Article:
Yesterday I discussed the unreasonable expectation, promoted by the Na Nachs (a sub-set of Breslover Hasidim), to be happy all the time. It is remarkable that the Jewish calendar has periods of "enforced" communal sadness, while it does not have similar periods of happiness.
We are in such a period right now: known as the Three Weeks, it is the period between the 17th of Tammuz and the Ninth of Av (Tish'ah Be'av). Customs vary among communities, but the more commonly-observed minhagim include not holding weddings, not cutting one's hair, and not eating meat or drinking wine other than on Shabbat or at a se'udat mitzvah (a festive meal celebrating a berit milah / circumcision or the conclusion of learning a tractate of Talmud). Another similar period is that of sefirat ha-'omer, the period of the counting of the Omer between Pesah and Shavuot.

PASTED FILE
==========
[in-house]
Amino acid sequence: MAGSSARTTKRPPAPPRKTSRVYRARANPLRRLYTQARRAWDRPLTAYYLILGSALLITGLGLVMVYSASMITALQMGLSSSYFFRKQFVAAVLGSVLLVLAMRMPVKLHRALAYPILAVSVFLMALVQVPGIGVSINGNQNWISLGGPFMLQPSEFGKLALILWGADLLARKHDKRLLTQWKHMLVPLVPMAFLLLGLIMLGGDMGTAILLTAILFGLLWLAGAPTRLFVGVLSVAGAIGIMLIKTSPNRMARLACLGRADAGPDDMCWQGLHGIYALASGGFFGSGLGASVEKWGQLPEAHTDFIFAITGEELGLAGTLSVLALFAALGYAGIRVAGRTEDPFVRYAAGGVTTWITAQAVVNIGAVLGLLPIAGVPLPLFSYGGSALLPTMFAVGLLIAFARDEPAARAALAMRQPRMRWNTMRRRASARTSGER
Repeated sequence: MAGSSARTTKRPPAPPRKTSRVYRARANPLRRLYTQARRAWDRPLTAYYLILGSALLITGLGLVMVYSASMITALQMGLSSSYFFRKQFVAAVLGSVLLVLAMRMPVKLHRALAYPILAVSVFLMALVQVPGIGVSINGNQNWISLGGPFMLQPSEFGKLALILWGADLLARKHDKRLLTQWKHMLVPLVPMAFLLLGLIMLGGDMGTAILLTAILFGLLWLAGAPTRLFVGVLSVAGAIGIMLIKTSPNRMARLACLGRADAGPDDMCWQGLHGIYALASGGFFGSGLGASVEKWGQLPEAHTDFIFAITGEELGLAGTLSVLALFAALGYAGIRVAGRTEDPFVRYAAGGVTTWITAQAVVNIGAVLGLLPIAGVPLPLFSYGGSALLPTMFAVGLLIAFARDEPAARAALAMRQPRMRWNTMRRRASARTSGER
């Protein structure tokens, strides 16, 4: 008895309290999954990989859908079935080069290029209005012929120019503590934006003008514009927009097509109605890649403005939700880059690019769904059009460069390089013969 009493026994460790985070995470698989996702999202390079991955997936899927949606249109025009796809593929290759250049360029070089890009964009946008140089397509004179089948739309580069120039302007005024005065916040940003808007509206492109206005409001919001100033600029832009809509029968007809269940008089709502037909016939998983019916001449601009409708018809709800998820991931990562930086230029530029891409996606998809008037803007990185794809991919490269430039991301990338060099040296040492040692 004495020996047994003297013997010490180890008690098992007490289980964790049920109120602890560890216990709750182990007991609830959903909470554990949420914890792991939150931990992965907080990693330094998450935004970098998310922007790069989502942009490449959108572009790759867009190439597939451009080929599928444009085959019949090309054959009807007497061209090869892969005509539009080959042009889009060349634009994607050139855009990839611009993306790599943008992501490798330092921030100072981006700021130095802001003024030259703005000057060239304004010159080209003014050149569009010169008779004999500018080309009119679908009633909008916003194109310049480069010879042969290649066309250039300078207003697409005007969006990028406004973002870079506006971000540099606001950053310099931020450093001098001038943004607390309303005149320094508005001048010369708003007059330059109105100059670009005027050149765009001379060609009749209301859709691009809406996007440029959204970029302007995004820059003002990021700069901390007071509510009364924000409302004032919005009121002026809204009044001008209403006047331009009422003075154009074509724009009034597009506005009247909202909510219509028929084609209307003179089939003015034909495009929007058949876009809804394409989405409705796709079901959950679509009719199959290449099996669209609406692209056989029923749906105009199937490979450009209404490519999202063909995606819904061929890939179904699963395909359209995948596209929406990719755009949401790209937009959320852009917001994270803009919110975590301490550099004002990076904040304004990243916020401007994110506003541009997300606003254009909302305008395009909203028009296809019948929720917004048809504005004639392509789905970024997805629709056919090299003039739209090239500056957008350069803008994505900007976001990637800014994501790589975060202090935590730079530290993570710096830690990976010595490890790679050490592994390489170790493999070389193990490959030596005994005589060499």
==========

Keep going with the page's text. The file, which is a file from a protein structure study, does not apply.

While most of our holidays are joyous, and we are told that in the month of Adar (leading up to Purim) our happiness increases, there are no similar periods in the Jewish calendar during which we add special behaviors that make us happy. It is indeed curious that the ancient rabbis instituted periods of sadness, but not parallel periods of happiness. Were they trying to limit our joy?
Perhaps happiness is best appreciated when the opposite is occasionally mandated.